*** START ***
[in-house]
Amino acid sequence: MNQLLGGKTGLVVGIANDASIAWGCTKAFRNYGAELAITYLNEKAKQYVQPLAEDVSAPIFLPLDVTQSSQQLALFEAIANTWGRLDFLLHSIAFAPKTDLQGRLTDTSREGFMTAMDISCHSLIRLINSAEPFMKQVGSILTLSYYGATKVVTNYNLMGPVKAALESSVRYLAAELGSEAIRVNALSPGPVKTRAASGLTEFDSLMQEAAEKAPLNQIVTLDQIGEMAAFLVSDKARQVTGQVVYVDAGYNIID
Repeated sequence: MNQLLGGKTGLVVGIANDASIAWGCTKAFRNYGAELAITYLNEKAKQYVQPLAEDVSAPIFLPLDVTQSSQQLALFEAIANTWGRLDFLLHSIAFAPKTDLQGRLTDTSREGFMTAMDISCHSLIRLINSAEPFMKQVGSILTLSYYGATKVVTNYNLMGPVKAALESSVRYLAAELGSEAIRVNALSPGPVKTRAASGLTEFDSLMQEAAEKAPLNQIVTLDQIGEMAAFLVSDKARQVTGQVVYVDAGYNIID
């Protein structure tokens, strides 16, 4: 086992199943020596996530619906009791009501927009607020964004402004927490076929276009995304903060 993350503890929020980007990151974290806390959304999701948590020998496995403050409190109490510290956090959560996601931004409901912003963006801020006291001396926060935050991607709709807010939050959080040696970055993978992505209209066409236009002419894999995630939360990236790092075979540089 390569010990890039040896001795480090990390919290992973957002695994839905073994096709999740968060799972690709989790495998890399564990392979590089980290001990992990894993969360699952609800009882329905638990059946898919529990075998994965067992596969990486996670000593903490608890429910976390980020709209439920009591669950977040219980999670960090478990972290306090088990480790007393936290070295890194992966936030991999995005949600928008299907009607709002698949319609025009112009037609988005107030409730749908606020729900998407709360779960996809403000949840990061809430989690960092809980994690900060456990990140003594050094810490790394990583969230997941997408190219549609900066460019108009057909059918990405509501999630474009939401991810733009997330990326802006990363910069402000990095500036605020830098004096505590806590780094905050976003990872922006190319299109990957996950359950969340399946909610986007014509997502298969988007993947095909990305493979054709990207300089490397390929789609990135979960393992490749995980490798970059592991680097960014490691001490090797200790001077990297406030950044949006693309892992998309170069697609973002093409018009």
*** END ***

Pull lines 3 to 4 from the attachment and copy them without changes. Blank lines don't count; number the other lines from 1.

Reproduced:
Repeated sequence: MNQLLGGKTGLVVGIANDASIAWGCTKAFRNYGAELAITYLNEKAKQYVQPLAEDVSAPIFLPLDVTQSSQQLALFEAIANTWGRLDFLLHSIAFAPKTDLQGRLTDTSREGFMTAMDISCHSLIRLINSAEPFMKQVGSILTLSYYGATKVVTNYNLMGPVKAALESSVRYLAAELGSEAIRVNALSPGPVKTRAASGLTEFDSLMQEAAEKAPLNQIVTLDQIGEMAAFLVSDKARQVTGQVVYVDAGYNIID
């Protein structure tokens, strides 16, 4: 086992199943020596996530619906009791009501927009607020964004402004927490076929276009995304903060 993350503890929020980007990151974290806390959304999701948590020998496995403050409190109490510290956090959560996601931004409901912003963006801020006291001396926060935050991607709709807010939050959080040696970055993978992505209209066409236009002419894999995630939360990236790092075979540089 390569010990890039040896001795480090990390919290992973957002695994839905073994096709999740968060799972690709989790495998890399564990392979590089980290001990992990894993969360699952609800009882329905638990059946898919529990075998994965067992596969990486996670000593903490608890429910976390980020709209439920009591669950977040219980999670960090478990972290306090088990480790007393936290070295890194992966936030991999995005949600928008299907009607709002698949319609025009112009037609988005107030409730749908606020729900998407709360779960996809403000949840990061809430989690960092809980994690900060456990990140003594050094810490790394990583969230997941997408190219549609900066460019108009057909059918990405509501999630474009939401991810733009997330990326802006990363910069402000990095500036605020830098004096505590806590780094905050976003990872922006190319299109990957996950359950969340399946909610986007014509997502298969988007993947095909990305493979054709990207300089490397390929789609990135979960393992490749995980490798970059592991680097960014490691001490090797200790001077990297406030950044949006693309892992998309170069697609973002093409018009």